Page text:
It's hard to argue with the science; decades of research has made it all but incontrovertible that use of cannabis and the emergence of schizophrenia and psychosis in some people are linked, on some level.
What that level is and how that relationship functions isn't so easy to unravel, with mental health and drug use commonly locked in a tug-of-war that makes cause-and-effect hard to tease apart.
According to a new study conducted by a team of researchers from the Centre for Addiction and Mental Health (CAMH) and King's College London in the UK, the genes for schizophrenia could prove to be the key to explaining why some cannabis users develop psychosis while others don't.
"These results are significant because they're the first evidence we've seen that people genetically prone to psychosis might be disproportionately affected by cannabis," says CAMH psychiatrist Michael Wainberg.
Psychosis is a serious mental health condition affecting how the brain builds a perception of the world around it.
The consequences can range from the merely confusing to the downright distressing, interpreting or correlating sights and sounds in ways that make it hard to tell what's real and what isn't.
Psychotic episodes - a key symptom of severe depression, bipolar disorder, and schizophrenia - can also be induced by various psychoactive substances, including the active compound in cannabis, delta 9-tetrahydrocannabinol (delta9-THC). In fact, research suggests those who've used cannabis are nearly four times as likely to experience some form of psychosis, compared to people who've abstained.
Keeping an open mind, the same numbers could emerge in populations where people with mental health conditions disproportionately use cannabis to treat psychotic episodes.
However, further research suggests self-medication is unlikely to play a significant role in this relationship, with studies consistently finding most people start to use cannabis not to treat the symptoms of psychosis, but simply to get high.
Even when controlling for personality disorders and use of antipsychotics, the risk remains, making it harder to refute the fact cannabis appears to be the trigger for experiences of psychosis.
Still, taken from a different perspective, most people who use cannabis never come close to experiencing a psychotic episode, making it important to work out exactly where the differences lie.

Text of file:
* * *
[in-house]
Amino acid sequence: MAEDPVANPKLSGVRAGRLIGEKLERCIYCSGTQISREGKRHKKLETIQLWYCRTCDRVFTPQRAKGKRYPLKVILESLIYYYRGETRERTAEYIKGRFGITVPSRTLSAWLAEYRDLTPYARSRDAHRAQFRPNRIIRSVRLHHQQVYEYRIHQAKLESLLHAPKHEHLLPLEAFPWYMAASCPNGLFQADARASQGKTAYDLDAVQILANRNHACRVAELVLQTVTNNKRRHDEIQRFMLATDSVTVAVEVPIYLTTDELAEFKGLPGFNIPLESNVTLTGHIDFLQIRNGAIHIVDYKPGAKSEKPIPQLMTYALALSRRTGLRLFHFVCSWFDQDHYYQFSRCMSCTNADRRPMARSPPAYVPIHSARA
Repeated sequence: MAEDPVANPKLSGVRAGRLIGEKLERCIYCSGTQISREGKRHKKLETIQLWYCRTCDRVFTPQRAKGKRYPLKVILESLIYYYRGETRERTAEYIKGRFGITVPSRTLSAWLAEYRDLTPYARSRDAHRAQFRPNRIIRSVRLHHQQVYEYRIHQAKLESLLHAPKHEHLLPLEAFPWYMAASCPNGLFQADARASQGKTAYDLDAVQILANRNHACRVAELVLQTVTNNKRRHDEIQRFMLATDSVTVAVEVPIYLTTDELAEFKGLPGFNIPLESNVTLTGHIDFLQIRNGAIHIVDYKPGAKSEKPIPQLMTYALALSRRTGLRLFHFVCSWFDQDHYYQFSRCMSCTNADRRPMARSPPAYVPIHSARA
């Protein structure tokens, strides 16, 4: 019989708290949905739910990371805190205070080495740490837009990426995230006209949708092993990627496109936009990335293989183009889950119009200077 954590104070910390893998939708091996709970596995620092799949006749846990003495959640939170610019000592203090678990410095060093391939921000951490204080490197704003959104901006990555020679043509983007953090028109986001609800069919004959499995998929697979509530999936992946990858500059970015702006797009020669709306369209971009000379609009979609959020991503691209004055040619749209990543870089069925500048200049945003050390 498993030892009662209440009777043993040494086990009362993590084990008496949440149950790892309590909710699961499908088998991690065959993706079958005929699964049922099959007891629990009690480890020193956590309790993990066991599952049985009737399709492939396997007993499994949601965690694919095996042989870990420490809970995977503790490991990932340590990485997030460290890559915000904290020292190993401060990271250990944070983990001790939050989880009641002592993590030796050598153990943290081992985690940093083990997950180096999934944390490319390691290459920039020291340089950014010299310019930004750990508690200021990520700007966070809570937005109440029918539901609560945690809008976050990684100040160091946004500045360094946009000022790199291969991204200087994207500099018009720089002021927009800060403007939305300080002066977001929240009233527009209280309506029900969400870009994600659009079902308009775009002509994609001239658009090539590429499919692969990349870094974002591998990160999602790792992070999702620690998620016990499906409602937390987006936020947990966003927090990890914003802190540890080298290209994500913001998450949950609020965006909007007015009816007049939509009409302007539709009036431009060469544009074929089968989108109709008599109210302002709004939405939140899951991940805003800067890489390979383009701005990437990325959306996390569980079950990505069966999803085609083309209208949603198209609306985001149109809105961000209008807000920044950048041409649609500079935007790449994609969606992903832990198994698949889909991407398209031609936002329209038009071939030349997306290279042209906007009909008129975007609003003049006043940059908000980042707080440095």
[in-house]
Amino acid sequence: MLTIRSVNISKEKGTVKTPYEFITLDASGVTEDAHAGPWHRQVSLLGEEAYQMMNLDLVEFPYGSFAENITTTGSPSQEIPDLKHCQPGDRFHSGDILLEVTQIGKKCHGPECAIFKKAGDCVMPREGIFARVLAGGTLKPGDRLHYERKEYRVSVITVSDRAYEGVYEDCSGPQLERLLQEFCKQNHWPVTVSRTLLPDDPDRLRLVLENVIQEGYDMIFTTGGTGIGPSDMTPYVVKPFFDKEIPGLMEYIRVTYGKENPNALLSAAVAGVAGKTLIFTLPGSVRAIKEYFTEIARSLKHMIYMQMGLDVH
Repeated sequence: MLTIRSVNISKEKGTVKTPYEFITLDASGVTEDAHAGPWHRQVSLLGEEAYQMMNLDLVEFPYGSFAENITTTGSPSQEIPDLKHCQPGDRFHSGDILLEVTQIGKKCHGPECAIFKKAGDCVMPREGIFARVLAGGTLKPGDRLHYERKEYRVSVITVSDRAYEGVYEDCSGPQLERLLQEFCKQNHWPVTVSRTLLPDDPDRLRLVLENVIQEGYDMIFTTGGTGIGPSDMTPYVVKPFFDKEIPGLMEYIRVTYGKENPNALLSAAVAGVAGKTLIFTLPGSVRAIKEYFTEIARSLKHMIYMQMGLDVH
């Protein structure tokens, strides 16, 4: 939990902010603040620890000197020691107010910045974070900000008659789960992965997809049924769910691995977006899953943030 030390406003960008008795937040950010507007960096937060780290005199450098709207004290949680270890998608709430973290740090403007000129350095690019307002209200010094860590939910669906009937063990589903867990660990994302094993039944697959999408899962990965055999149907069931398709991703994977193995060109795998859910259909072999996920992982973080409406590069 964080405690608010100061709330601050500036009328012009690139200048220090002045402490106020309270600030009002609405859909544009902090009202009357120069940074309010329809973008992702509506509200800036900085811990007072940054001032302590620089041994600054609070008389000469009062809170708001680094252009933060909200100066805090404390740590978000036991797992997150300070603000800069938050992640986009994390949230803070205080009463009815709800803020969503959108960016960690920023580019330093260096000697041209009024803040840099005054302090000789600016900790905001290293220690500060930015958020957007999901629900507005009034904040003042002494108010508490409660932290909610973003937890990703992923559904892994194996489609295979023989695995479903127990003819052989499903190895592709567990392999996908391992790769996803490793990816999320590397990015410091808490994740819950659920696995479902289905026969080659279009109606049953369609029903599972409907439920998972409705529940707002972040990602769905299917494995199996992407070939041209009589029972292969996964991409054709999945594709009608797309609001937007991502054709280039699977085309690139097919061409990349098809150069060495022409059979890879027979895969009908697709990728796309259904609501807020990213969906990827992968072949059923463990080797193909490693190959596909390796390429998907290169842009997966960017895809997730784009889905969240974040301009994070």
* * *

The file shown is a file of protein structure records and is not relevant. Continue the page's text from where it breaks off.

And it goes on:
Using 100,000 participant records from the UK Biobank, the scientists behind this latest study analyzed the relationship between genetics, cannabis use, and psychotic experiences.
Records contained details on frequency of past cannabis use and experiences of auditory or visual hallucinations, delusions of persecution, or delusions of reference. Crucially, the Biobank also provided evidence of key mutations on genes associated with schizophrenia, giving the team a score indicating the likelihood of developing schizophrenia.
In total, just over 4 percent of records with no report of cannabis-use presented some sort of delusionary or hallucinatory experience. This figure jumped to 7 percent for those who'd used cannabis in their past, a result that comes as no real surprise.
On digging deeper, the increase was most pronounced for those with a high genetic score for schizophrenia. Among records with the fifth highest scores, the increase was around 60 percent. Among those with the fifth lowest, it was around 40 percent.
"And because genetic risk scoring is still in its early days, the true influence of genetics on the cannabis-psychosis relationship may be even greater than what we found here," says Wainberg.
Studies on schizophrenia have progressed in leaps in bounds in recent years, with evidence revealing a genetic condition that puts neurological development at risk of subtle disturbances in the environment, especially while in the womb.
Given most of what we know of the condition is biased by a focus on westernized, largely white populations, we have a long way to go before we can make generalized claims.
But with the legalization of cannabis putting the drug on par with alcohol and tobacco in an ever greater number of jurisdictions, it's becoming increasingly important to learn as much about the potential risks as possible.
This research was published in Translational Psychiatry.